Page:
This year marks the Golden Anniversary of one of our greatest living country vocalists. In 1962, Gene Watson began his professional career by recording his first single.
“I didn’t know what I was doing,” he chuckles, remembering himself as a 19-year-old. “I think maybe I was dreaming a little bit. Who knows what’s going through your mind back then? I was playing nightclubs here and there and decided it might be good if I could record a song.
“My first recording ever was on a little ole independent label that was started up just for this recording session, Sun Valley Records. Maybe I thought I could sell them at my shows or something. I wrote the record, ‘If It Was That Easy.’ It was not any good, but, boy, I thought that was something. I had my own record.”
He might not have known what he was doing in 1962, but he does now. Gene Watson has re-recorded his classic hits on an extraordinary, 25-song collection titled The Best of the Best. His ageless voice sounds exactly as it did when he first recorded these songs in the 1970s and 1980s. The legendary Sonny Garrish reprises the steel-guitar playing he performed during the original recording sessions, and the rest of the players recreate the original arrangements.
It is one of the curious facts of the music business that a major-label artist pays for their recording sessions, yet the label owns the recordings. In addition, Gene Watson’s classics are owned by four different corporations. In a sense, by re-recording them to sound precisely like the originals, he now finally “owns” them all himself.
“I wanted these to sound as close to the originals as could be done,” says Gene. “I had to work so hard to capture them the same way I did them originally. All of these songs are in the same keys. I just thank the good Lord above that He’s let me keep my voice intact. In fact, I can probably hit the notes better now than I could back then.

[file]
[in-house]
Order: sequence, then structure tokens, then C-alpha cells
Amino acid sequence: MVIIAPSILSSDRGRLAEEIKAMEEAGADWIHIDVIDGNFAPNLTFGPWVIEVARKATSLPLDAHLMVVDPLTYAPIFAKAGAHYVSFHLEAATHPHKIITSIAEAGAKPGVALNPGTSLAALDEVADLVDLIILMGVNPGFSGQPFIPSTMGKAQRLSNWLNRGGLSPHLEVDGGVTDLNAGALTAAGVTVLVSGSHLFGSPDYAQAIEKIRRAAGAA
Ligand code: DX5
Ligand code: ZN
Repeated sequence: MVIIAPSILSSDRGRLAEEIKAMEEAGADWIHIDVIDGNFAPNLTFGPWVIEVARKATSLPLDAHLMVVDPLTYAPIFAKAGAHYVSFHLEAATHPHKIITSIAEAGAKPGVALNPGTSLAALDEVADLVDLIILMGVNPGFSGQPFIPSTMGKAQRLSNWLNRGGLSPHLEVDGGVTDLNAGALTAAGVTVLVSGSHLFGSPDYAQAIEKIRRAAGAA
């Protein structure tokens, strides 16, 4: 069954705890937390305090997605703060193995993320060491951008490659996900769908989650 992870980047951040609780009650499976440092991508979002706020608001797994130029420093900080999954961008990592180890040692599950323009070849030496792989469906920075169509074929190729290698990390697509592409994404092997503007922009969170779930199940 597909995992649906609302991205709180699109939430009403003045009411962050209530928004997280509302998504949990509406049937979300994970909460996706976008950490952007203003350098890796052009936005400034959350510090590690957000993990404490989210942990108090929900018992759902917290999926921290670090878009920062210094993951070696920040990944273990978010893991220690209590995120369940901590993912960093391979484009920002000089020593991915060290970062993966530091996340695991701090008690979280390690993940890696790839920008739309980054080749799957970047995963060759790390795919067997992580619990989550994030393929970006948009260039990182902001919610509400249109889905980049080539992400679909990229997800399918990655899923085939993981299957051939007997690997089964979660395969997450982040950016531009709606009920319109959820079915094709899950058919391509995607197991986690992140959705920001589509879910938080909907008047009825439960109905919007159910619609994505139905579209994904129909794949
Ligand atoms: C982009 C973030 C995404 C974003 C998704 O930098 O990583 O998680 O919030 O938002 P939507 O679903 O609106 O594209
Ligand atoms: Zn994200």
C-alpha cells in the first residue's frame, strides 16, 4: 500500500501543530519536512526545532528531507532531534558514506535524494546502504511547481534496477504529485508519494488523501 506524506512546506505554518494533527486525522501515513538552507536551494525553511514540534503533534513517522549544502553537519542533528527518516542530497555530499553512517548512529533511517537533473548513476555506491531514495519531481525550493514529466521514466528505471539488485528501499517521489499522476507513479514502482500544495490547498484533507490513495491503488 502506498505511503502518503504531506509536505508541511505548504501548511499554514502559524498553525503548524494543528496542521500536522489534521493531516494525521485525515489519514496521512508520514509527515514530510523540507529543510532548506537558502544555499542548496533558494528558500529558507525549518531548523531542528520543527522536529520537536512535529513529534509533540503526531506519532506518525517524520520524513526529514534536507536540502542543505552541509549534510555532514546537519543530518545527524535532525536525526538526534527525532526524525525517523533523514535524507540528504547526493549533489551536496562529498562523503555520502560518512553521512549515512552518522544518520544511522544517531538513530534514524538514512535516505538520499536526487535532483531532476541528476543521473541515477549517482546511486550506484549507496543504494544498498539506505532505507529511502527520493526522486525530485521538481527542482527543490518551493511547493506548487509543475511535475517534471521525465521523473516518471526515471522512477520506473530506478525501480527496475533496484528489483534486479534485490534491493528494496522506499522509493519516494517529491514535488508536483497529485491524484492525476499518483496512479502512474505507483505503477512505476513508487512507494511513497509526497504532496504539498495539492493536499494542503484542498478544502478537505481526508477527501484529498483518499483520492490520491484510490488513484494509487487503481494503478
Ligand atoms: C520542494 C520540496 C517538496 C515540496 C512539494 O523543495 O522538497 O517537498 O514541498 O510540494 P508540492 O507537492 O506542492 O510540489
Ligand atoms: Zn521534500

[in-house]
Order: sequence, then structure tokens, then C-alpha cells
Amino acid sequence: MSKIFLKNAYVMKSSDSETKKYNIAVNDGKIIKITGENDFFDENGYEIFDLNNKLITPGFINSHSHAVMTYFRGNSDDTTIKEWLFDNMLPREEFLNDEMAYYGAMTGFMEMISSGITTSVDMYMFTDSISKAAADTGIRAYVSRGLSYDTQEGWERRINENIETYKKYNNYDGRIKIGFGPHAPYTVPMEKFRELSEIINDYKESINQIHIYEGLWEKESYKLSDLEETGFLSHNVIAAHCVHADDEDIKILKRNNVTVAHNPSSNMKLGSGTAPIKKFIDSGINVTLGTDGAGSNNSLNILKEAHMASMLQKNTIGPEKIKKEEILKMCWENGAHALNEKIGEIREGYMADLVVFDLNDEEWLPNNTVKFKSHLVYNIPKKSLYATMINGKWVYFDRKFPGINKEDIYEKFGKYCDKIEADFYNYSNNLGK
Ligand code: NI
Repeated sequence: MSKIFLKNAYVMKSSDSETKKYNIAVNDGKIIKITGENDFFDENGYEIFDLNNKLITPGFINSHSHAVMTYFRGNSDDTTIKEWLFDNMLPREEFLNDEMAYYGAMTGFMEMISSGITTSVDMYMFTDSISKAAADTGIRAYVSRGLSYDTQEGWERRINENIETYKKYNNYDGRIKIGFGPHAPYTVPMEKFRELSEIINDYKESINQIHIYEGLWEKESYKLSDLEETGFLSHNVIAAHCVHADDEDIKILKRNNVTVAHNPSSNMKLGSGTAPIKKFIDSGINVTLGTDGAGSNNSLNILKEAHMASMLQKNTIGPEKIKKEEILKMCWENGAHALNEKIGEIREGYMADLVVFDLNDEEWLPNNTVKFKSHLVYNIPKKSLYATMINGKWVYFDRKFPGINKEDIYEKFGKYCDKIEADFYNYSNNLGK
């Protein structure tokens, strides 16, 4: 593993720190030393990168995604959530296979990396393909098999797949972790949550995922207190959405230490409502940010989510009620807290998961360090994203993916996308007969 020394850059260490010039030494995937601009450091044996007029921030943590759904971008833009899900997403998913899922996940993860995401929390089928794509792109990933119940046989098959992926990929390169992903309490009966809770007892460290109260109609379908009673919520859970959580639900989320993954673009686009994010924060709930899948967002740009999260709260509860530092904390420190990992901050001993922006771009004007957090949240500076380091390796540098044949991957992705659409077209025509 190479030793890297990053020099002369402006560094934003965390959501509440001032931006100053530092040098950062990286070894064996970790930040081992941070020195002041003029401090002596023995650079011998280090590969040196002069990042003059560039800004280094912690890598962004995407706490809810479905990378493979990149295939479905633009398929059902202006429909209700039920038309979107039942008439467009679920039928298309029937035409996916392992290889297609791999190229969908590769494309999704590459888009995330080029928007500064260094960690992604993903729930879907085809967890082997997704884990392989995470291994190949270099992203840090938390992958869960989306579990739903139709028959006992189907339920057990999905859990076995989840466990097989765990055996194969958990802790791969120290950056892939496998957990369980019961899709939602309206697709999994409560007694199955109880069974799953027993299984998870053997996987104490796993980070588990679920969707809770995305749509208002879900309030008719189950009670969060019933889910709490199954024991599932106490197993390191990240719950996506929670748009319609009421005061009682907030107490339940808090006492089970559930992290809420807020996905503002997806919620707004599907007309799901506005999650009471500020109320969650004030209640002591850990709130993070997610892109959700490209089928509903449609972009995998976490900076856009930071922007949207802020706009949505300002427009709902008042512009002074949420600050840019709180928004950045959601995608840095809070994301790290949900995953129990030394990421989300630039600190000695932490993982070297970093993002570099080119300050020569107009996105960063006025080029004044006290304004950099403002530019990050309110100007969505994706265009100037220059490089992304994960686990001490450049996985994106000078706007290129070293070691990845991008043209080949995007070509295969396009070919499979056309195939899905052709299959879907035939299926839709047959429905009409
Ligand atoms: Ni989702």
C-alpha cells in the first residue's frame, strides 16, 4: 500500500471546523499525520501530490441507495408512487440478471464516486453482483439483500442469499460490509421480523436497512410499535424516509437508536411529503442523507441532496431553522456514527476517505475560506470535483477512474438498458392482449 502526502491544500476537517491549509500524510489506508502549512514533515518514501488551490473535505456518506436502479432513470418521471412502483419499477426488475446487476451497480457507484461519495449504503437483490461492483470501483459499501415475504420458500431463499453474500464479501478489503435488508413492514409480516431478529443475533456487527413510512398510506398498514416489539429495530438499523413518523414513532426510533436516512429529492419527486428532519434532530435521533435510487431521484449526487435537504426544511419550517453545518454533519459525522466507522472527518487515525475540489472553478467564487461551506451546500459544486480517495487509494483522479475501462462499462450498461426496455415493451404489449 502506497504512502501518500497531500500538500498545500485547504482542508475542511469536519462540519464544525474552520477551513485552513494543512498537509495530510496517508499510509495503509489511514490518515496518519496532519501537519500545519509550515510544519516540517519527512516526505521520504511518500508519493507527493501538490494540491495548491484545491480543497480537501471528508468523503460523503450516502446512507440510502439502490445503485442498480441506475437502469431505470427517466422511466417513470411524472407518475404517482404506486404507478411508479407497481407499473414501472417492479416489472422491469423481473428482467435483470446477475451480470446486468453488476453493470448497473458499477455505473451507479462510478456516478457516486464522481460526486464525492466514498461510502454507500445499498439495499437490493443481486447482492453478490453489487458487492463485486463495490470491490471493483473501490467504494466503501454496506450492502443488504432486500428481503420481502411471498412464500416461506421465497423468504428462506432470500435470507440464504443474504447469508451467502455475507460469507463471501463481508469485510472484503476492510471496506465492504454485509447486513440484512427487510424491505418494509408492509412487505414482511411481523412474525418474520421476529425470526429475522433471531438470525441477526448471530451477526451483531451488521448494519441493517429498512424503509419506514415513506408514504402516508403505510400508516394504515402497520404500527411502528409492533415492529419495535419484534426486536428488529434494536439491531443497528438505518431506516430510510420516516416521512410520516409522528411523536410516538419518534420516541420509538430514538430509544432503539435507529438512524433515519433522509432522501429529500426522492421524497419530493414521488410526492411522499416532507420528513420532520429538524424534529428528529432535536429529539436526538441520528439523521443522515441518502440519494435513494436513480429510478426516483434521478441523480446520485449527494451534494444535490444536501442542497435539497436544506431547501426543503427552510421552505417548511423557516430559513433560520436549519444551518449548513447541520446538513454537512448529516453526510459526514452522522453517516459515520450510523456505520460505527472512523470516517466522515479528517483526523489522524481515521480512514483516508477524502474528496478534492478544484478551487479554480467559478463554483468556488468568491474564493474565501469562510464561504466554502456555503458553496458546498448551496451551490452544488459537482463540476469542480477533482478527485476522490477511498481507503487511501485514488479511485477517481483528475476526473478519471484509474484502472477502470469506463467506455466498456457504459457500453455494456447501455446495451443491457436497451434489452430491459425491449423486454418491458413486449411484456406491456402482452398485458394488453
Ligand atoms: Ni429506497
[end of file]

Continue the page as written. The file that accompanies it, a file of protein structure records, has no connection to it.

Whenever there was a question when I was re-recording these, we went back and listened to the original recording.
“I put this together on my own dime, and it’s coming out on my own label, Fourteen Carat Music. These songs have always been a part of my life and career. As long as the people will take their hard-earned money and come to my shows, this is what they’re going to hear.”
Performances such as “Fourteen Carat Mind,” “Love in the Hot Afternoon,” “Farewell Party,” “Memories to Burn,” “Got No Reason Now for Going Home,” “Speak Softly,” “Paper Rosie” and “Sometimes I Get Lucky and Forget” have forged Gene Watson’s reputation as a “Singer’s Singer.” He is the envy of his peers and the idol of such younger performers as Joe Nichols, Brad Paisley, Trace Adkins, Vince Gill, Alan Jackson, Lee Ann Womack and Randy Travis.
Gene, himself, views his remarkable vocal talent as a matter of course. All seven Watson children sang, as did his parents.
“I can remember singing as far back as I can remember talking. Singing was something that was not out of the ordinary for me. It wasn’t unique. My whole family were singers.”
Even in a musical genre noted for its hard-luck stories, Gene Watson’s stands out. The family drifted from shack to shack as his itinerant father took logging and crop-picking jobs. “Home” eventually became a converted school bus. Gene dropped out of school in the ninth grade to work alongside his parents in the fields.